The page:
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Chris Froome added his first individual world championships medal to the most successful year of his incredible career.

The four-time Tour de France winner took bronze behind Dutchman Tom Dumoulin and Slovenian Primoz Roglic in the time trial in rainy Bergen, Norway, on Wednesday.

Dumoulin, the Olympic time trial silver medalist and Giro d’Italia winner, covered the 19-mile course in 44 minutes, 41 seconds. Roglic, a former ski jumper, was 57.79 seconds slower.

Froome, who owns two Olympic time trial bronze medals, was 1:21.25 behind. The top American was Tejay van Garderen in 26th.

Full results are here.

Froome, though possibly tired from sweeping the Tour de France and Vuelta a España this summer, benefited from the layout, which featured a two-mile climb to the finish.

He improved from seventh going into the final climb to make the podium by 7.27 seconds.

That summit all but dashed the hopes of German Tony Martin going into the race. Martin won his record-tying fourth world time trial title last year but is not a great climber. He finished ninth.

In Bergen, Froome was bidding to become the second cyclist to win the Tour de France and the world time trial title in the same year. Spaniard Miguel Indurain achieved the feat in 1995, the last of his five straight years winning the Tour.

The time trial debuted at worlds in 1994.

He also hoped to join Eddy Merckx (1974) and Stephen Roche (1987) as the only men to win multiple Grand Tours and a world title (either road race or time trial) in the same year.

The world championships continue Friday with junior and U23 road races. The next elite event is the women’s road race on Saturday. The weeklong championships conclude with the men’s road race Sunday.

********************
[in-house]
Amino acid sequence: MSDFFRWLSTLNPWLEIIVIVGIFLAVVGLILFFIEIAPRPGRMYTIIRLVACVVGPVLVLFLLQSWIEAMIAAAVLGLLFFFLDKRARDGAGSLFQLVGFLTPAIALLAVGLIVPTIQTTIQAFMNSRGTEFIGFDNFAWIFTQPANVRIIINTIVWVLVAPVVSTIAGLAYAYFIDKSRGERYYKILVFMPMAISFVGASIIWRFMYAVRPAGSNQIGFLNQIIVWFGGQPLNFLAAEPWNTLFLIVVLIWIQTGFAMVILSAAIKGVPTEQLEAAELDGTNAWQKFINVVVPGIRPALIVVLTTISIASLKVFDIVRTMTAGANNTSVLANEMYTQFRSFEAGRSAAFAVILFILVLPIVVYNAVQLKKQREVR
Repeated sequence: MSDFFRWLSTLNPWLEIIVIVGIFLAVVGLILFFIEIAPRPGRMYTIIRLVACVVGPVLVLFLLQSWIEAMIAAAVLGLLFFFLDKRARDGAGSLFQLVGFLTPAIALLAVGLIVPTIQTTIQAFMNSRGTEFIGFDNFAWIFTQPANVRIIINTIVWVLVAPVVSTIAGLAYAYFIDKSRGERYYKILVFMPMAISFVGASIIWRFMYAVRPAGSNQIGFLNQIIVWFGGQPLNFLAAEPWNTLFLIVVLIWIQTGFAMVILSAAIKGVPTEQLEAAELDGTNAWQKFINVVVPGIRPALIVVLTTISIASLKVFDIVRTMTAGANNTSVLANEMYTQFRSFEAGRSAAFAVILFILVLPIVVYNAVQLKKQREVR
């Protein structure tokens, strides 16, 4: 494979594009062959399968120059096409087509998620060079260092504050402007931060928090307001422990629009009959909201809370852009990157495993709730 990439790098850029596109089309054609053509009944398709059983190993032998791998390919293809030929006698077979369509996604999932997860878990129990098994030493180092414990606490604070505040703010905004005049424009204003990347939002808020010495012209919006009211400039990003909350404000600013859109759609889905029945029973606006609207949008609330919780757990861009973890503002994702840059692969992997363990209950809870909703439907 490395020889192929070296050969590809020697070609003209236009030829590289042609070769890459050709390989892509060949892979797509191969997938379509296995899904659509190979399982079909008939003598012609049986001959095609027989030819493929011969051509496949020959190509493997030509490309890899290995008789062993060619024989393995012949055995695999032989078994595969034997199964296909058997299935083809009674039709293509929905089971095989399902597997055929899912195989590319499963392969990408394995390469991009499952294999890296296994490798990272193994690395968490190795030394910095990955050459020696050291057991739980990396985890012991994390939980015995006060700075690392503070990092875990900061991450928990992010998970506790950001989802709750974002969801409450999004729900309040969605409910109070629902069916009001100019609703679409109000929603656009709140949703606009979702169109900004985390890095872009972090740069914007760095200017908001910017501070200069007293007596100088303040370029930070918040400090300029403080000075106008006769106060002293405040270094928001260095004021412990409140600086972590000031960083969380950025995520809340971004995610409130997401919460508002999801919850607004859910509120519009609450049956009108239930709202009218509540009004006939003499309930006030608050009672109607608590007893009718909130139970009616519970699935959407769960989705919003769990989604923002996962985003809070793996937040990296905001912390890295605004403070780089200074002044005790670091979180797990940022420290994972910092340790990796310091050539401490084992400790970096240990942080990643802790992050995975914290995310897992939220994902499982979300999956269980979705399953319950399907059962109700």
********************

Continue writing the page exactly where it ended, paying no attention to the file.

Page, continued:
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MORE: World Road Cycling Championships broadcast schedule

Michael Phelps still has ‘no desire’ to come back

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Michael Phelps says he has “no desire” to return to competitive swimming, but he is eager to stay involved with the sport and cheer on those who follow in his enormous wake.

In an interview Tuesday with The Associated Press while promoting a healthy pet food campaign, Phelps said he is excited about the birth of his second child and numerous opportunities away from the pool.

It was around this time four years ago when Phelps got serious about ending his first retirement, but he now seems content with his decision to step away again after the Rio Olympics.

His wife, Nicole, is about four months pregnant. The couple already has a 16-month-old son, Boomer.

“I’ve got no desire, no desire to come back,” the 32-year-old Phelps said flatly.

Phelps has attended a handful of swimming meets since the Rio Games, where the winningest athlete in Olympic history added to his already massive career haul by claiming five gold medals plus a silver. A few months ago, he conceded to the AP that he was eager to see how he would feel about a possible comeback after this year’s world championships in Budapest, Hungary.

Turns out, it had no impact.

Phelps said watching others compete “truly didn’t kick anything off or spike any more interest in coming out of retirement again.”

He is eager to follow the development of his heir apparent, Caeleb Dressel, who emerged as the sport’s newest star by winning seven gold medals at Budapest. The 21-year-old Floridian joined Phelps and Mark Spitz as the only swimmers to accomplish that feat at a major international meet.

“I’m happy Caeleb decided to go off this year instead of last year,” Phelps joked. “I’m kind of happy to see him swimming so well when I’m not there.”

With Dressel and Katie Ledecky now leading the American team, the U.S. is expected to remain the world’s dominant swimming country heading into the 2020 Tokyo Olympics.

Even without Phelps.

“It’s time to kind of move on,” he said, “and watch other people come into their own.”